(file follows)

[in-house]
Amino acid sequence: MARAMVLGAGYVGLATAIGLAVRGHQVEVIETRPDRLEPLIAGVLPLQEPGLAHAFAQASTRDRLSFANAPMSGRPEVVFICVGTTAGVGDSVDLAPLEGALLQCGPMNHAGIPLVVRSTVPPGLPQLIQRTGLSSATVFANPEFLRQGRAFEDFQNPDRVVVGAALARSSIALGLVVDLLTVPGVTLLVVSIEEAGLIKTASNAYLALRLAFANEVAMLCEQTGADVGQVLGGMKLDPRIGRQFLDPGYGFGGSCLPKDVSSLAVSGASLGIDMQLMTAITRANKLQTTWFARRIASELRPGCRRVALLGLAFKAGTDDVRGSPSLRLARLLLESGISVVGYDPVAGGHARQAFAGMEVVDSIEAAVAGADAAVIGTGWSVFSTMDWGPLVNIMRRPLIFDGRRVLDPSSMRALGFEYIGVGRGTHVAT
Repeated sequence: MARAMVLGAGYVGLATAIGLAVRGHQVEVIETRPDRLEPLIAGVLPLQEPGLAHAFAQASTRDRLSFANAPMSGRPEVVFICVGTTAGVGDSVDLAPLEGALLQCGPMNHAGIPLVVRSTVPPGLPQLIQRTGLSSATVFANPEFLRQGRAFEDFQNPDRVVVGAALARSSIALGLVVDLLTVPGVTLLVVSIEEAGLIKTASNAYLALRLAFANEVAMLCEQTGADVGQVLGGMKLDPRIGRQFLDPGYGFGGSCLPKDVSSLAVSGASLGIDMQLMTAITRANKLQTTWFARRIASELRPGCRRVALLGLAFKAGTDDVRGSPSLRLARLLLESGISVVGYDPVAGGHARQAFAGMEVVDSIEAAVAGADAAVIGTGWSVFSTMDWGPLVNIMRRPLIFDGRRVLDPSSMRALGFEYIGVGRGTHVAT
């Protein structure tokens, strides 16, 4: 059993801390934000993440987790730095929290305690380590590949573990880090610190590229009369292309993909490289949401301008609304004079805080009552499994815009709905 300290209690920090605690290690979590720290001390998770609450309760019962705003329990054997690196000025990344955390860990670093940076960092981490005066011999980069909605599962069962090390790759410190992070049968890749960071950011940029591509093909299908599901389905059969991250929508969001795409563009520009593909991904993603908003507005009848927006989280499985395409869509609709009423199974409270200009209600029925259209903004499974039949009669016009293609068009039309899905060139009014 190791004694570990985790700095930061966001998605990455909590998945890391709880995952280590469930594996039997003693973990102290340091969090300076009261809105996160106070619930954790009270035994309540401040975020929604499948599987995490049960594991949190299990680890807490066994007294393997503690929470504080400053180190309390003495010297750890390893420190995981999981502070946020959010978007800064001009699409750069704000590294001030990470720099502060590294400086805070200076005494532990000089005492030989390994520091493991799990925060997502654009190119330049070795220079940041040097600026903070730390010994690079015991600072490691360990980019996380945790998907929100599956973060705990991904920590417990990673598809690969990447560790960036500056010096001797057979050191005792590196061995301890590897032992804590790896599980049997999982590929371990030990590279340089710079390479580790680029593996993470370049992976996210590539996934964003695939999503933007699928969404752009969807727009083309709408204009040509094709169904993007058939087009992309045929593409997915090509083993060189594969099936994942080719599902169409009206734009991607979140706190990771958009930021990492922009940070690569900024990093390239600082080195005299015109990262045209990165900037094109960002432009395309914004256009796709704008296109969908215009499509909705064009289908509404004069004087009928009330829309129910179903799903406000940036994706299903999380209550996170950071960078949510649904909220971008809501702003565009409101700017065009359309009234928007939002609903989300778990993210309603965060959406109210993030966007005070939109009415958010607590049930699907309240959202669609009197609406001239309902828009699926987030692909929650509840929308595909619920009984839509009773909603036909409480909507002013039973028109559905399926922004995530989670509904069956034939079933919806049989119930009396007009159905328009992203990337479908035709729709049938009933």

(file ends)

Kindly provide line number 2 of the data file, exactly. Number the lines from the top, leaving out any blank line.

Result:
Amino acid sequence: MARAMVLGAGYVGLATAIGLAVRGHQVEVIETRPDRLEPLIAGVLPLQEPGLAHAFAQASTRDRLSFANAPMSGRPEVVFICVGTTAGVGDSVDLAPLEGALLQCGPMNHAGIPLVVRSTVPPGLPQLIQRTGLSSATVFANPEFLRQGRAFEDFQNPDRVVVGAALARSSIALGLVVDLLTVPGVTLLVVSIEEAGLIKTASNAYLALRLAFANEVAMLCEQTGADVGQVLGGMKLDPRIGRQFLDPGYGFGGSCLPKDVSSLAVSGASLGIDMQLMTAITRANKLQTTWFARRIASELRPGCRRVALLGLAFKAGTDDVRGSPSLRLARLLLESGISVVGYDPVAGGHARQAFAGMEVVDSIEAAVAGADAAVIGTGWSVFSTMDWGPLVNIMRRPLIFDGRRVLDPSSMRALGFEYIGVGRGTHVAT